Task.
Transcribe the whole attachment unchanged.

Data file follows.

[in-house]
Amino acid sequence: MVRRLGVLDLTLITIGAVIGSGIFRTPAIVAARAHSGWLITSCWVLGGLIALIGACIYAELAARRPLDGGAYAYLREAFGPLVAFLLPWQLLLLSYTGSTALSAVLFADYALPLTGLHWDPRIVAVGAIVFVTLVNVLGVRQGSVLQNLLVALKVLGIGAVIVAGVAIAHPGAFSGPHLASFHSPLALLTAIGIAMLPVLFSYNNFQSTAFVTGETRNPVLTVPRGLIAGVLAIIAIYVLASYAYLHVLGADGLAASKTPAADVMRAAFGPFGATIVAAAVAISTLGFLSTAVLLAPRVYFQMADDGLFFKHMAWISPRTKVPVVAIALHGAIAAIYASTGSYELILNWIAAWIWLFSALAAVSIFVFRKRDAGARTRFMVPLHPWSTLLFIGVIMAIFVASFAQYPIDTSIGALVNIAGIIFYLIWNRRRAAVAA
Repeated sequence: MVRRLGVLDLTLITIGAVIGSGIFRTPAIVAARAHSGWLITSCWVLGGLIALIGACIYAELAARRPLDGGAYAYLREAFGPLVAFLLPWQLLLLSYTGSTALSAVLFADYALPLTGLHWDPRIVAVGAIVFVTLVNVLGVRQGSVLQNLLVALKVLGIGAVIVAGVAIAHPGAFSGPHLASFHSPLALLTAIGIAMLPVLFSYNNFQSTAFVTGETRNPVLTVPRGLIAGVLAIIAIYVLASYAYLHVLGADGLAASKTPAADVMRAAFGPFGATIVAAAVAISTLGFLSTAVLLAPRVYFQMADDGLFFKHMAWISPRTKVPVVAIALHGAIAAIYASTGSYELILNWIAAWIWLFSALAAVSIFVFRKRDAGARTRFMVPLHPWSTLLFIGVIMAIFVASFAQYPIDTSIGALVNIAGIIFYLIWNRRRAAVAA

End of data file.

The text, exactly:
[in-house]
Amino acid sequence: MVRRLGVLDLTLITIGAVIGSGIFRTPAIVAARAHSGWLITSCWVLGGLIALIGACIYAELAARRPLDGGAYAYLREAFGPLVAFLLPWQLLLLSYTGSTALSAVLFADYALPLTGLHWDPRIVAVGAIVFVTLVNVLGVRQGSVLQNLLVALKVLGIGAVIVAGVAIAHPGAFSGPHLASFHSPLALLTAIGIAMLPVLFSYNNFQSTAFVTGETRNPVLTVPRGLIAGVLAIIAIYVLASYAYLHVLGADGLAASKTPAADVMRAAFGPFGATIVAAAVAISTLGFLSTAVLLAPRVYFQMADDGLFFKHMAWISPRTKVPVVAIALHGAIAAIYASTGSYELILNWIAAWIWLFSALAAVSIFVFRKRDAGARTRFMVPLHPWSTLLFIGVIMAIFVASFAQYPIDTSIGALVNIAGIIFYLIWNRRRAAVAA
Repeated sequence: MVRRLGVLDLTLITIGAVIGSGIFRTPAIVAARAHSGWLITSCWVLGGLIALIGACIYAELAARRPLDGGAYAYLREAFGPLVAFLLPWQLLLLSYTGSTALSAVLFADYALPLTGLHWDPRIVAVGAIVFVTLVNVLGVRQGSVLQNLLVALKVLGIGAVIVAGVAIAHPGAFSGPHLASFHSPLALLTAIGIAMLPVLFSYNNFQSTAFVTGETRNPVLTVPRGLIAGVLAIIAIYVLASYAYLHVLGADGLAASKTPAADVMRAAFGPFGATIVAAAVAISTLGFLSTAVLLAPRVYFQMADDGLFFKHMAWISPRTKVPVVAIALHGAIAAIYASTGSYELILNWIAAWIWLFSALAAVSIFVFRKRDAGARTRFMVPLHPWSTLLFIGVIMAIFVASFAQYPIDTSIGALVNIAGIIFYLIWNRRRAAVAA